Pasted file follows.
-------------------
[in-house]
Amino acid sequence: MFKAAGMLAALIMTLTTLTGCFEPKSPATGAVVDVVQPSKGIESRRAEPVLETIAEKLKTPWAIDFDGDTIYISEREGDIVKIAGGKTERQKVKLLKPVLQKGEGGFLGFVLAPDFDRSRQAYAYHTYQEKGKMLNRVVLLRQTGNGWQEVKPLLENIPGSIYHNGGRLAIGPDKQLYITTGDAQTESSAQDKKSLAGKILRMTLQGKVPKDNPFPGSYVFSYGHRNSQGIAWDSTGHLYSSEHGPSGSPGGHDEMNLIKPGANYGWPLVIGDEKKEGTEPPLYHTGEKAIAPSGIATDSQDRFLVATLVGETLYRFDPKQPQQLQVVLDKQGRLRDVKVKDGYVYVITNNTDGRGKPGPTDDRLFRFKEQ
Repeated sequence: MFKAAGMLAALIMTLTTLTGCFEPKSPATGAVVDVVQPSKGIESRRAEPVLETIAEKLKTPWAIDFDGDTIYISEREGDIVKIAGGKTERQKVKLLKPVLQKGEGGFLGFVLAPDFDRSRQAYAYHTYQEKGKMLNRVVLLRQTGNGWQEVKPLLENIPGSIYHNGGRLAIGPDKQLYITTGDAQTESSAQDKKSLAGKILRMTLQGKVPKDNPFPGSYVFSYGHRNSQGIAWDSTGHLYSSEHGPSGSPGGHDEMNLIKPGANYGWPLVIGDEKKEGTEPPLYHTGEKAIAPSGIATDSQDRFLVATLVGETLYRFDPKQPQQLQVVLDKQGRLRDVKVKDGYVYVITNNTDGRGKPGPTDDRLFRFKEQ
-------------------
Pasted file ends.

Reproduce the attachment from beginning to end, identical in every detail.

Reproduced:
[in-house]
Amino acid sequence: MFKAAGMLAALIMTLTTLTGCFEPKSPATGAVVDVVQPSKGIESRRAEPVLETIAEKLKTPWAIDFDGDTIYISEREGDIVKIAGGKTERQKVKLLKPVLQKGEGGFLGFVLAPDFDRSRQAYAYHTYQEKGKMLNRVVLLRQTGNGWQEVKPLLENIPGSIYHNGGRLAIGPDKQLYITTGDAQTESSAQDKKSLAGKILRMTLQGKVPKDNPFPGSYVFSYGHRNSQGIAWDSTGHLYSSEHGPSGSPGGHDEMNLIKPGANYGWPLVIGDEKKEGTEPPLYHTGEKAIAPSGIATDSQDRFLVATLVGETLYRFDPKQPQQLQVVLDKQGRLRDVKVKDGYVYVITNNTDGRGKPGPTDDRLFRFKEQ
Repeated sequence: MFKAAGMLAALIMTLTTLTGCFEPKSPATGAVVDVVQPSKGIESRRAEPVLETIAEKLKTPWAIDFDGDTIYISEREGDIVKIAGGKTERQKVKLLKPVLQKGEGGFLGFVLAPDFDRSRQAYAYHTYQEKGKMLNRVVLLRQTGNGWQEVKPLLENIPGSIYHNGGRLAIGPDKQLYITTGDAQTESSAQDKKSLAGKILRMTLQGKVPKDNPFPGSYVFSYGHRNSQGIAWDSTGHLYSSEHGPSGSPGGHDEMNLIKPGANYGWPLVIGDEKKEGTEPPLYHTGEKAIAPSGIATDSQDRFLVATLVGETLYRFDPKQPQQLQVVLDKQGRLRDVKVKDGYVYVITNNTDGRGKPGPTDDRLFRFKEQ